When terms used to clarify things for a particular group go mainstream, co-opted by hashtags and memes, no one (except the marketers) are served.
Self-care is one such term. We ought to be teaching our children to care for themselves and not need permanent nannies. We ought to care in particular ways for those who can’t care for themselves. Both assume the fact that self-care is a thing: it’s tending to your basic needs. Caretakers and those in highly needy situations, particularly on mission fields, need respite. After caring extensively and under extreme circumstances for the basic needs of others, caring for their own basic needs is the easiest thing to cut.
But when we see self-care in the media, on Instagram, in the memes, and hashtagged, those are not the demographics talking or listening.
Rather, self-care is the catch-all term to justify and even demand respite, escape, treats, indulgence. After all, life is exhausting and people are annoying. You deserve time off.
However, this is a fundamental misunderstanding of the actual need of the moment, of what we actually do deserve, and what will actually restore and renew us when we’re tired. Moreover, it’s a misappropriation of the term self-care that steals it from the contexts where it’s needed and robs it of its intended meaning.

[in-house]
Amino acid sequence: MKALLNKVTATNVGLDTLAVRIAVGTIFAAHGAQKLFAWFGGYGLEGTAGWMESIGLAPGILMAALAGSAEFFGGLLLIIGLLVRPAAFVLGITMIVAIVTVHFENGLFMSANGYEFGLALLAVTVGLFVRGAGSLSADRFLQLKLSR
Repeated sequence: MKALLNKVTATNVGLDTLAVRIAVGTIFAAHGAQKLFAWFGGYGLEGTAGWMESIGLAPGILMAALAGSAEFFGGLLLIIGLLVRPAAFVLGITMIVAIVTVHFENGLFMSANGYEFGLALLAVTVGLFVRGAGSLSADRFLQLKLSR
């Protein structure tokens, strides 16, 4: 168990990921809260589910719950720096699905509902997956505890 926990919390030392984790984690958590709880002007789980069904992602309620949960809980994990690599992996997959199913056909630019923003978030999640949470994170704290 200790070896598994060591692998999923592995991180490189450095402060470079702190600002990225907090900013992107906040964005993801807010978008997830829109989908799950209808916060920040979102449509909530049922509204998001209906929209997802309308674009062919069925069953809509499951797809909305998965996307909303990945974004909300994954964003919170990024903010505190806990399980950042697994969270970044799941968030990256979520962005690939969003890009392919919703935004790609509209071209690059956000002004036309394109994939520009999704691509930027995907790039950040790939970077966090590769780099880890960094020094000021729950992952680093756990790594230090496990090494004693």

If we’re going to communicate as a society, words can’t mean whatever you want them to mean. They have to have agreed meanings for communication to work. And the loudest, most frequent uses end up determining meaning. It’s sad, but true.
And so, in mainstream use, self-care means doing what I want because I have to prioritize myself first and do what makes me happy. It’s a right. It’s a need.
It’s a lie.
January’s podcasts are all about what is self-care: what it is and what it isn’t. In the medical world, self-care refers to those tasks a caregiver must do for someone, whether it’s a caregiver to an injured or ill adult or a mother to an infant. But when the internet tells you that you need self-care, they’re not talking about using the bathroom and brushing your teeth and putting your own spoon to your mouth. In fact, a CNN article about trends for 2020 outright said that self-care on social media means luxuriating.
You don’t need to treat yourself or indulge in luxuries to be happy with your life. Let’s get a grip and a game face on and find not only contentment but also joy in our real life home duties.
You don’t need to get away from your life to renew your wellbeing. More than self-care, you need self-control. I need self-control. Getting organized is actually about self-control, and it’s more revitalizing than any kind of so-called self-care.
This is an audio blog episode featuring
Care for your home, your family, and your duties. Joy comes to those who work faithfully and gratefully.
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